Constitutional Reform in Kazakhstan: First Results
By Kairat Mami
Published on June 11, 2018
The 2017 constitutional reforms in Kazakhstan signify a new step forward in the ongoing development of Kazakhstan’s society. These reforms, first announced by President Nazarbayev, have laid the necessary political and legal frameworks to help Kazakhstan become one of the top thirty most developed countries of the world. This is a major aim of the Kazakhstan 2050 Strategy.
High rates of global development, the ongoing modernization of the civil service and the challenges of the past decade have combined to bring about constitutional changes in many countries around the world.
Kazakhstan is no exception. We are committed to ensuring the constitution continues to serve the needs of our citizens and supports the development of society in general. Conscious of these modern challenges, Kazakhstan has taken proactive measures to increase the efficiency of our public administration and institute democratic reforms in our political system.
Our country’s international partners have congratulated us on these constitutional reforms. The European Commission for Democracy, also known as the Venice Commission, an advisory body of the Council of Europe, noted that the constitutional transformations in Kazakhstan have demonstrated real progress and have laid the foundations for the country’s future development.
As part of these reforms, a substantial proportion of the presidential powers were passed to Parliament and the Government. This has helped improve the efficiency and responsibility of public administration and will have a lasting benefit on the country’s productivity.
Under these reforms, the role of the President will take on a more strategic function. The President will act as a convener and arbiter, maintaining positive relations between the different branches of government. It will also be responsible for key national areas of importance, including foreign policy, national security and defence.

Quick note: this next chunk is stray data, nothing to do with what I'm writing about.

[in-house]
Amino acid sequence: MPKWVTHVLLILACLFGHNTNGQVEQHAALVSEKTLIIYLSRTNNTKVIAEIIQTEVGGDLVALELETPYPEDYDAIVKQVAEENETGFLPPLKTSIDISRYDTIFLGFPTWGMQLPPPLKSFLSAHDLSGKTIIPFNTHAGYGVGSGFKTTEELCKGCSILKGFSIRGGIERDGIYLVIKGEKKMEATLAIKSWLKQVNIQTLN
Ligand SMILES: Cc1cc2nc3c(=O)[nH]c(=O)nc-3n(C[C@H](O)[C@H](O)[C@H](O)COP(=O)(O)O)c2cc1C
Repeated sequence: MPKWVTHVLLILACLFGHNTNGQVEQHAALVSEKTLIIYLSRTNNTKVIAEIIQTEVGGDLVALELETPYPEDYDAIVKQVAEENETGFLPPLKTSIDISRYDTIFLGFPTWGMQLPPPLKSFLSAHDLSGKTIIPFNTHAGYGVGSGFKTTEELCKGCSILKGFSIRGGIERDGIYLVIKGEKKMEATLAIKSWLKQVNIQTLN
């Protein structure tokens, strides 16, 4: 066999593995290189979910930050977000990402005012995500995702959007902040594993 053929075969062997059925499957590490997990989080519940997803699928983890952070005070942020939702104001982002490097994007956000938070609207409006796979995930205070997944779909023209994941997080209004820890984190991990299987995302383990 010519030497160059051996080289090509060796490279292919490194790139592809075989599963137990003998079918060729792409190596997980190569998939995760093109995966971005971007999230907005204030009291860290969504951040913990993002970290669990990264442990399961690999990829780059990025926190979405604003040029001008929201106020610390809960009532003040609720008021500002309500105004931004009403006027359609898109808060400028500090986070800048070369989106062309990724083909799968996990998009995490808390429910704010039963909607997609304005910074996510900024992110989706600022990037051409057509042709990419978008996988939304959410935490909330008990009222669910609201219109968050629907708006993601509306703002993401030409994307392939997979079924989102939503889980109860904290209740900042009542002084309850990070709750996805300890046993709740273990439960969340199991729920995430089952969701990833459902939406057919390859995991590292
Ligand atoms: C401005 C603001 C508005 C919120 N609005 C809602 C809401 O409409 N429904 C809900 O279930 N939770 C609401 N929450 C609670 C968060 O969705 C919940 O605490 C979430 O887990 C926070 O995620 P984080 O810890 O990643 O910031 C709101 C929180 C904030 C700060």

These constitutional changes have brought about a greater divestment of governmental powers. This in turn has led to a stronger parliamentary and legislative process at both national and regional levels. It has also helped to expand parliamentary oversight of the executive branch.
The Astana International Financial Centre, which was launched earlier this year, is now a preeminent financial hub in Eurasia. Its creation has also been made possible through the introduction of these constitutional reforms.
Elsewhere, changes to the courts and justice section of the constitution, have introduced the potential for further judicial reforms. A new law on the Prosecutor’s Office has been adopted. It optimizes the forms, scope and authority limits of the Prosecutor’s Office, and enhances its functionality when representing the State in court, and its criminal prosecution functions in order to maintain the efficiency of prosecutorial supervision and its human rights component.
The mechanisms for protecting the foundations of the constitutional system have been substantially strengthened. The independence of the state has been included in the charter of unwavering constitutional values that cannot be amended, even through a revision of the Constitution. The Constitutional Council will now offer its legal assessment of the proposed changes, ensuring they are in line with national law. The constitutional revisions will then be brought to a national referendum or to Parliament for final approval.
One of the most pressing threats facing 21st century societies is that of global terrorism. Revisions to Kazakhstan’s laws now make it possible to revoke citizenship from individuals who have committed terrorist acts and who have caused grave harm to vital national interests. Such measures are implemented by the courts and follow similar protocols currently in place in France, the USA, the UK, Bulgaria and other countries.
Elsewhere, amendments to Article 39 of the Constitution enhance the guarantees of peaceful coexistence amongst the various ethnic and religious groups in Kazakhstan. Kazakhstan’s model of public harmony has long been recognized by the international community and is often cited as an example of successful ethnonational integration.
The successful implementation of these reforms can only be made possible if they are approved by wider society. In this regard, the President’s decision to launch the Ruhani Zhangyru (modernization of national identity) program was timely. Its main aim is to promote the modernization of the country’s national identity. This will help advance a modern, outward looking vision amongst the citizens of Kazakhstan.
The development of a modern national identity also includes the promotion of greater legal awareness. To this end, the government has launched large-scale projects aimed at increasing citizen’s legal awareness and their understanding of their legal rights and obligations.
Undoubtedly, the revised Constitution has been a key driver in the development of modern Kazakhstan. These new laws, processes and legal frameworks will continue to act as an effective structure to support Kazakhstan’s future development. These robust reforms will ensure that Kazakhstan will remain on its path to becoming a modern, dynamic and prosperous country.
The author is Chairman of the Constitutional Council of the Republic of Kazakhstan.
Article picture: A Kazakhstan performer demonstrate the long equestrian heritage as part of the gala concert during the opening ceremonies of Central Asian Pescekeeping Battalion (CENTRASBAT) 2000, Almaty, Kazakhstan, Wednesday 13 September 2000. SSGT Jeremy T. Lock. Source: Wikipedia.